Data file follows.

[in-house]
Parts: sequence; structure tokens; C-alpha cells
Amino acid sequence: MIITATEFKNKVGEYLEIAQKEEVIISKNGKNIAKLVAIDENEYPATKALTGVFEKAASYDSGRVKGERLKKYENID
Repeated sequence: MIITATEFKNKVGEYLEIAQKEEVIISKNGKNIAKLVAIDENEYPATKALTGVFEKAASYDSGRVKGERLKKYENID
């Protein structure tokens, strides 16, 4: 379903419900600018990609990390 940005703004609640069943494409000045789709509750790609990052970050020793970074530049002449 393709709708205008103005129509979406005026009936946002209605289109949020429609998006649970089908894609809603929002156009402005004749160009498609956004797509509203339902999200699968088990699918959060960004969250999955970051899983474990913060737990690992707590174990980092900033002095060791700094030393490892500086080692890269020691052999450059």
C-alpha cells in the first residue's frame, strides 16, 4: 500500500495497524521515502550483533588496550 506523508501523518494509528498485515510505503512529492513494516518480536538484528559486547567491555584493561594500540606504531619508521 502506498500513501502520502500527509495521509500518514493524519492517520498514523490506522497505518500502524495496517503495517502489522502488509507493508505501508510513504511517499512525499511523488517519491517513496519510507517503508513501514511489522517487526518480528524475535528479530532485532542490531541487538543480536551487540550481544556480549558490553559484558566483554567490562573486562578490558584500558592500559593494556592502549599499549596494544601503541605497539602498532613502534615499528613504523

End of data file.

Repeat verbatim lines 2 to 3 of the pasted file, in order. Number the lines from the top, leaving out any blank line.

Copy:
Parts: sequence; structure tokens; C-alpha cells
Amino acid sequence: MIITATEFKNKVGEYLEIAQKEEVIISKNGKNIAKLVAIDENEYPATKALTGVFEKAASYDSGRVKGERLKKYENID